Background General practices are required to have flexible systems to accommodate urgent appointments. Not all patients requesting a same day appointment receive one. There is scant research detailing how requests for same day appointments are managed. Our study examined this issue from the perspective of practice staff. Methods Twenty practice staff (receptionists, practice managers, general practitioners, practice nurse) from 10 general practices participated in semistructured interviews, which were audiorecorded, transcribed and analysed thematically. Results All but three practices set aside appointments for patients requesting a same day appointment. Themes included contradictions between policy and practice and the role of experience in determining urgency. Five types of urgent needs for same day appointments were identified: medical, administrative, therapeutic, logistic and emotional. Discussion Practice policies must make clear roles and responsibilities for all staff managing patient appointments. Aspects of clinic policies and practices could be reviewed to reduce medicolegal risk and additional workload caused by non-medically urgent needs.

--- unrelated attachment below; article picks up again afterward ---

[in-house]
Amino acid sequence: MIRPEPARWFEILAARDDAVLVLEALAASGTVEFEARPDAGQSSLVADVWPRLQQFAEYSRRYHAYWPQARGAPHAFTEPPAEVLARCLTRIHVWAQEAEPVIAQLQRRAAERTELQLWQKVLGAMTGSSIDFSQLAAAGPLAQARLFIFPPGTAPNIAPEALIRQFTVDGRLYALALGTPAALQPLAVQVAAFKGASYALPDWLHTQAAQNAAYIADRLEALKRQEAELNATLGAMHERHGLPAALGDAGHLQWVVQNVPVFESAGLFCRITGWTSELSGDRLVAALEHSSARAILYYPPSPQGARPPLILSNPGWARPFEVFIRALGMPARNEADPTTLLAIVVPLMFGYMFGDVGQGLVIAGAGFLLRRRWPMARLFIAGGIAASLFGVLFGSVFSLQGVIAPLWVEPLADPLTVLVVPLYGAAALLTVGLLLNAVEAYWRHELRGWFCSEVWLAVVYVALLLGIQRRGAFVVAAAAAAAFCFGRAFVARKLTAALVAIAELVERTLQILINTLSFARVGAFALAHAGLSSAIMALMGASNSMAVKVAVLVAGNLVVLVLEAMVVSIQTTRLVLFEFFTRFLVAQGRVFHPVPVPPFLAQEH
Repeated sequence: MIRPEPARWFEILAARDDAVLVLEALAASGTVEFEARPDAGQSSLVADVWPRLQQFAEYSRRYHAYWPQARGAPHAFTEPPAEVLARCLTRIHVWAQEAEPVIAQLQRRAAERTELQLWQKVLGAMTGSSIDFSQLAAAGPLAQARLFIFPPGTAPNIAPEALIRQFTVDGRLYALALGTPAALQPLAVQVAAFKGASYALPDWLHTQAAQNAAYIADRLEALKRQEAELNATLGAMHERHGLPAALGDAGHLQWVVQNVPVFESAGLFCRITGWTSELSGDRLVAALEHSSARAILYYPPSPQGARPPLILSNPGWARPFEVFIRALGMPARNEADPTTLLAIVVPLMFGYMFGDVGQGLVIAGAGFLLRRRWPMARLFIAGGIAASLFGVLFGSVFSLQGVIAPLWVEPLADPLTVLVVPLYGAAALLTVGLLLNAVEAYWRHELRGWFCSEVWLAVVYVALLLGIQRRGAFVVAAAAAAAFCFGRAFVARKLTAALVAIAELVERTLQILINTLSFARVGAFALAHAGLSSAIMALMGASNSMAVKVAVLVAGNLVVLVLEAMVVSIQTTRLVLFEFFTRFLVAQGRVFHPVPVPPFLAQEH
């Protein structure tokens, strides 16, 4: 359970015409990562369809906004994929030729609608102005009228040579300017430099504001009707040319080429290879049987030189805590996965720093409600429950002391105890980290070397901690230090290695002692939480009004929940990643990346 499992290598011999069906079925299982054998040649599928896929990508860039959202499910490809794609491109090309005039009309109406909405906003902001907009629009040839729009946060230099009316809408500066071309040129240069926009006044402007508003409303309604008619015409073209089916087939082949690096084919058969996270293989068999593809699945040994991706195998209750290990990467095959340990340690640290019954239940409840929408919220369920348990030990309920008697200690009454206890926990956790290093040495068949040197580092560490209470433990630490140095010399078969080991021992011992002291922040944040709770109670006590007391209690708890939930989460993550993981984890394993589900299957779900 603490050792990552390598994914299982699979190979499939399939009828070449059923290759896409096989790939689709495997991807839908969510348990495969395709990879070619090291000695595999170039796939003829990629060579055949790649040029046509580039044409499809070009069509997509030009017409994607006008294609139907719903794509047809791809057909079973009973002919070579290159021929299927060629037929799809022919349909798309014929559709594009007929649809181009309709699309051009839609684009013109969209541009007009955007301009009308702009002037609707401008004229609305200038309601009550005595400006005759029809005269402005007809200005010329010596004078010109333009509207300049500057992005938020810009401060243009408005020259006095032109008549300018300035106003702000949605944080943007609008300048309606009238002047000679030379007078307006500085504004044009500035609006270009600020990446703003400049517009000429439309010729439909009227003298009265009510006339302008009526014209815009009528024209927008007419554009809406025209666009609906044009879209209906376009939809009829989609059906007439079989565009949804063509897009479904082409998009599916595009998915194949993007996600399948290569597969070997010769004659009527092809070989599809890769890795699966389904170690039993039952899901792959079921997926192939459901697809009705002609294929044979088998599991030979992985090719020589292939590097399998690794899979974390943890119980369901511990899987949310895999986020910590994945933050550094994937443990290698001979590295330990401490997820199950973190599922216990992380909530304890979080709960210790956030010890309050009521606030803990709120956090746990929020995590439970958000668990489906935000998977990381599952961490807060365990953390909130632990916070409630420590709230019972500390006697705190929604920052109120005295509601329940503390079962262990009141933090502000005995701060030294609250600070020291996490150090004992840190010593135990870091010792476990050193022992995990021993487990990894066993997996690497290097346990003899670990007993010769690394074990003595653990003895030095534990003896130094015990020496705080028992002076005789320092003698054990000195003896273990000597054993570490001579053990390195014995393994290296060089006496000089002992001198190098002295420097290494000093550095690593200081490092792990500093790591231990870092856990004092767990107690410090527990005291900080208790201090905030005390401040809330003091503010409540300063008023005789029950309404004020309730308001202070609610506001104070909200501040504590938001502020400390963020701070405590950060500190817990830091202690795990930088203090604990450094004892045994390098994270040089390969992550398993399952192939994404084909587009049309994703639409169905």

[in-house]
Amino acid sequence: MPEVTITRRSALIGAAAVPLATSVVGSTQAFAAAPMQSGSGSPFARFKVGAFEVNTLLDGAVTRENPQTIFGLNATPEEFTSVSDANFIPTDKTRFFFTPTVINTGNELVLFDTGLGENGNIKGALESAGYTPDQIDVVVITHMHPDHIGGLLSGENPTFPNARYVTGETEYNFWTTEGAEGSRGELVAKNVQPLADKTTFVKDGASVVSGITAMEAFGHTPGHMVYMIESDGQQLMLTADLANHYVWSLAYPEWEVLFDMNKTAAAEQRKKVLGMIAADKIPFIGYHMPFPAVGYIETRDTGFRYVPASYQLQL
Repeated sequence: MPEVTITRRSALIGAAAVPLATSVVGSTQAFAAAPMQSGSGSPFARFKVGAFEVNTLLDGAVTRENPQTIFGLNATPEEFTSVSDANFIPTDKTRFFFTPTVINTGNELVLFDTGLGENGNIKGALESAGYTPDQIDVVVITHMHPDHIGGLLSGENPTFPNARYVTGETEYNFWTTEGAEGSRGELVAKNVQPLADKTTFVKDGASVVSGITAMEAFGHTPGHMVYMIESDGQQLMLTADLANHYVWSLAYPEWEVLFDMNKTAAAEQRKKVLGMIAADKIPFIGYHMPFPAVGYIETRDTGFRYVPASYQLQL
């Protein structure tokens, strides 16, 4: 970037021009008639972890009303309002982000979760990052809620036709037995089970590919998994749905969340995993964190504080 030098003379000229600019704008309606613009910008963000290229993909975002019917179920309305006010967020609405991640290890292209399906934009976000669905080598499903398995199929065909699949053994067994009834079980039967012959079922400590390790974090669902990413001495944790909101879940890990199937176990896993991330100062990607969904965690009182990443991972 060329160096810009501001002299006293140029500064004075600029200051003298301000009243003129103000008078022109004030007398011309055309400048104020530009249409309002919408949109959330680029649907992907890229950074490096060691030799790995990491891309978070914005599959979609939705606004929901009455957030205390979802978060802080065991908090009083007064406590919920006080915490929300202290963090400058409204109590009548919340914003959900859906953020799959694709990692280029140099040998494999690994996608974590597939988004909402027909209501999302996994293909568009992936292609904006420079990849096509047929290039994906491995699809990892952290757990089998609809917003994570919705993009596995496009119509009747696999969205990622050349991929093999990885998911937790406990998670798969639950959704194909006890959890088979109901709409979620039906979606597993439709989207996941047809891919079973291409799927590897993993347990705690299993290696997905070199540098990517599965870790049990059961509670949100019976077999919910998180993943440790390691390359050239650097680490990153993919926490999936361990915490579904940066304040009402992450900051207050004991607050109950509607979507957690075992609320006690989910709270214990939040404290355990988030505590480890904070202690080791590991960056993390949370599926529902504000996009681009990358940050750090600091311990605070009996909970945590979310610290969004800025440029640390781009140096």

|Number of pages||6|
|Journal||Australian Family Physician|
|Publication status||Published - Apr 2013|
- Appointments and scheduling
- General practice
- Health service needs and demands
- Medical receptionists